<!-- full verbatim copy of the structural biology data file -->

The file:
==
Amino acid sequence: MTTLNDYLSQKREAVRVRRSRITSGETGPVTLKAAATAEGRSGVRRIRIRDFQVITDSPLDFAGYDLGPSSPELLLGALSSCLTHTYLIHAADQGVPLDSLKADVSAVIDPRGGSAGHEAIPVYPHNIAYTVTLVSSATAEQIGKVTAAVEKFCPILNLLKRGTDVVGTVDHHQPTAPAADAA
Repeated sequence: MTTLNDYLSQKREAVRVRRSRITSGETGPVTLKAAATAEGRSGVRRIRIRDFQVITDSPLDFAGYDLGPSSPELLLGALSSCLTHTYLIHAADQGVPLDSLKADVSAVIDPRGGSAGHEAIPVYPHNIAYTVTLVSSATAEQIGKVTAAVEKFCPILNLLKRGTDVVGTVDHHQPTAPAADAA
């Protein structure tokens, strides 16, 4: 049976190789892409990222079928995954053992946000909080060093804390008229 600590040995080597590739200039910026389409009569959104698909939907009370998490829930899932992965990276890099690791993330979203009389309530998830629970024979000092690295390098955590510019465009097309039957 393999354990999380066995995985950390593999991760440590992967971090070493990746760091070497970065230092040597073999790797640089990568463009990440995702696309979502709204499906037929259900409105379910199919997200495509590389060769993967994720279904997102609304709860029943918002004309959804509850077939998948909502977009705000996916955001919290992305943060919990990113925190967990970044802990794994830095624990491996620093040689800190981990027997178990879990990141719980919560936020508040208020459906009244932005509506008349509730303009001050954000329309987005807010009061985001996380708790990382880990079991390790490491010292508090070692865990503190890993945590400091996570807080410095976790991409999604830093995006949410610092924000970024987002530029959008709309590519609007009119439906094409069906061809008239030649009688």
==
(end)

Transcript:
Amino acid sequence: MTTLNDYLSQKREAVRVRRSRITSGETGPVTLKAAATAEGRSGVRRIRIRDFQVITDSPLDFAGYDLGPSSPELLLGALSSCLTHTYLIHAADQGVPLDSLKADVSAVIDPRGGSAGHEAIPVYPHNIAYTVTLVSSATAEQIGKVTAAVEKFCPILNLLKRGTDVVGTVDHHQPTAPAADAA
Repeated sequence: MTTLNDYLSQKREAVRVRRSRITSGETGPVTLKAAATAEGRSGVRRIRIRDFQVITDSPLDFAGYDLGPSSPELLLGALSSCLTHTYLIHAADQGVPLDSLKADVSAVIDPRGGSAGHEAIPVYPHNIAYTVTLVSSATAEQIGKVTAAVEKFCPILNLLKRGTDVVGTVDHHQPTAPAADAA
């Protein structure tokens, strides 16, 4: 049976190789892409990222079928995954053992946000909080060093804390008229 600590040995080597590739200039910026389409009569959104698909939907009370998490829930899932992965990276890099690791993330979203009389309530998830629970024979000092690295390098955590510019465009097309039957 393999354990999380066995995985950390593999991760440590992967971090070493990746760091070497970065230092040597073999790797640089990568463009990440995702696309979502709204499906037929259900409105379910199919997200495509590389060769993967994720279904997102609304709860029943918002004309959804509850077939998948909502977009705000996916955001919290992305943060919990990113925190967990970044802990794994830095624990491996620093040689800190981990027997178990879990990141719980919560936020508040208020459906009244932005509506008349509730303009001050954000329309987005807010009061985001996380708790990382880990079991390790490491010292508090070692865990503190890993945590400091996570807080410095976790991409999604830093995006949410610092924000970024987002530029959008709309590519609007009119439906094409069906061809008239030649009688």